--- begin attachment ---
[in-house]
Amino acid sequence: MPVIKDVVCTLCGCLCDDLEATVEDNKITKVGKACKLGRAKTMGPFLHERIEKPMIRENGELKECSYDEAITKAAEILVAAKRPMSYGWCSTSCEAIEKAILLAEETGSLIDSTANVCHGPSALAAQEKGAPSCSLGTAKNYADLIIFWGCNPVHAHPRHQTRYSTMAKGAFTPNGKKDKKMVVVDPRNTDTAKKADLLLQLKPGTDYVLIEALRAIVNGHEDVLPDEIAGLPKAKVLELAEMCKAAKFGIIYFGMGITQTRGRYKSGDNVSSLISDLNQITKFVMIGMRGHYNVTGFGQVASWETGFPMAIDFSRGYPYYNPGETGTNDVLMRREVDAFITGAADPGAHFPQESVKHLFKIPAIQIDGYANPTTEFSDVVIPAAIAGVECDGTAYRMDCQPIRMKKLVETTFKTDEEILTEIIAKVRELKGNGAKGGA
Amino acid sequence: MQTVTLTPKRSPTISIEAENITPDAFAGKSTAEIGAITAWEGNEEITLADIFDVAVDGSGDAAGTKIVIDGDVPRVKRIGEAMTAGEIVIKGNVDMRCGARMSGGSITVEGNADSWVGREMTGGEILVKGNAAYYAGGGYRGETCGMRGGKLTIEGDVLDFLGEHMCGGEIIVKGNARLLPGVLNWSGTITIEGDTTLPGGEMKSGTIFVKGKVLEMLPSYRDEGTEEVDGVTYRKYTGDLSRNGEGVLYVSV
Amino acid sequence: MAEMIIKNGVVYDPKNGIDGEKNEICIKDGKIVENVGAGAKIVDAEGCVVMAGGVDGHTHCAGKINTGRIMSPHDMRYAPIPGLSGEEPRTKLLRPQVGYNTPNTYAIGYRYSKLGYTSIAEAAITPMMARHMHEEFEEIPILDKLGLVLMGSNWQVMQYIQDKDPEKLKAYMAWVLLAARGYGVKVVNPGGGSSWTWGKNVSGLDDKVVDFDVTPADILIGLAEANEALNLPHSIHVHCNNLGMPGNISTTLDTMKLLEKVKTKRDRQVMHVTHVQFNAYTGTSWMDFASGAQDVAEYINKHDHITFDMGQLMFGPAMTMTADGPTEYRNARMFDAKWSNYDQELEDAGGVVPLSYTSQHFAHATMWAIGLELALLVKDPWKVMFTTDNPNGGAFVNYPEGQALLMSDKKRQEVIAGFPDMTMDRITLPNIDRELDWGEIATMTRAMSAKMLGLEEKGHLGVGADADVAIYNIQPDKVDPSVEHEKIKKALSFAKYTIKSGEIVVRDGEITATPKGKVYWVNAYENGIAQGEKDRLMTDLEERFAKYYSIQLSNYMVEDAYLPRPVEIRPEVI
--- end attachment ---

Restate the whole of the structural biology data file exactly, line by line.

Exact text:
[in-house]
Amino acid sequence: MPVIKDVVCTLCGCLCDDLEATVEDNKITKVGKACKLGRAKTMGPFLHERIEKPMIRENGELKECSYDEAITKAAEILVAAKRPMSYGWCSTSCEAIEKAILLAEETGSLIDSTANVCHGPSALAAQEKGAPSCSLGTAKNYADLIIFWGCNPVHAHPRHQTRYSTMAKGAFTPNGKKDKKMVVVDPRNTDTAKKADLLLQLKPGTDYVLIEALRAIVNGHEDVLPDEIAGLPKAKVLELAEMCKAAKFGIIYFGMGITQTRGRYKSGDNVSSLISDLNQITKFVMIGMRGHYNVTGFGQVASWETGFPMAIDFSRGYPYYNPGETGTNDVLMRREVDAFITGAADPGAHFPQESVKHLFKIPAIQIDGYANPTTEFSDVVIPAAIAGVECDGTAYRMDCQPIRMKKLVETTFKTDEEILTEIIAKVRELKGNGAKGGA
Amino acid sequence: MQTVTLTPKRSPTISIEAENITPDAFAGKSTAEIGAITAWEGNEEITLADIFDVAVDGSGDAAGTKIVIDGDVPRVKRIGEAMTAGEIVIKGNVDMRCGARMSGGSITVEGNADSWVGREMTGGEILVKGNAAYYAGGGYRGETCGMRGGKLTIEGDVLDFLGEHMCGGEIIVKGNARLLPGVLNWSGTITIEGDTTLPGGEMKSGTIFVKGKVLEMLPSYRDEGTEEVDGVTYRKYTGDLSRNGEGVLYVSV
Amino acid sequence: MAEMIIKNGVVYDPKNGIDGEKNEICIKDGKIVENVGAGAKIVDAEGCVVMAGGVDGHTHCAGKINTGRIMSPHDMRYAPIPGLSGEEPRTKLLRPQVGYNTPNTYAIGYRYSKLGYTSIAEAAITPMMARHMHEEFEEIPILDKLGLVLMGSNWQVMQYIQDKDPEKLKAYMAWVLLAARGYGVKVVNPGGGSSWTWGKNVSGLDDKVVDFDVTPADILIGLAEANEALNLPHSIHVHCNNLGMPGNISTTLDTMKLLEKVKTKRDRQVMHVTHVQFNAYTGTSWMDFASGAQDVAEYINKHDHITFDMGQLMFGPAMTMTADGPTEYRNARMFDAKWSNYDQELEDAGGVVPLSYTSQHFAHATMWAIGLELALLVKDPWKVMFTTDNPNGGAFVNYPEGQALLMSDKKRQEVIAGFPDMTMDRITLPNIDRELDWGEIATMTRAMSAKMLGLEEKGHLGVGADADVAIYNIQPDKVDPSVEHEKIKKALSFAKYTIKSGEIVVRDGEITATPKGKVYWVNAYENGIAQGEKDRLMTDLEERFAKYYSIQLSNYMVEDAYLPRPVEIRPEVI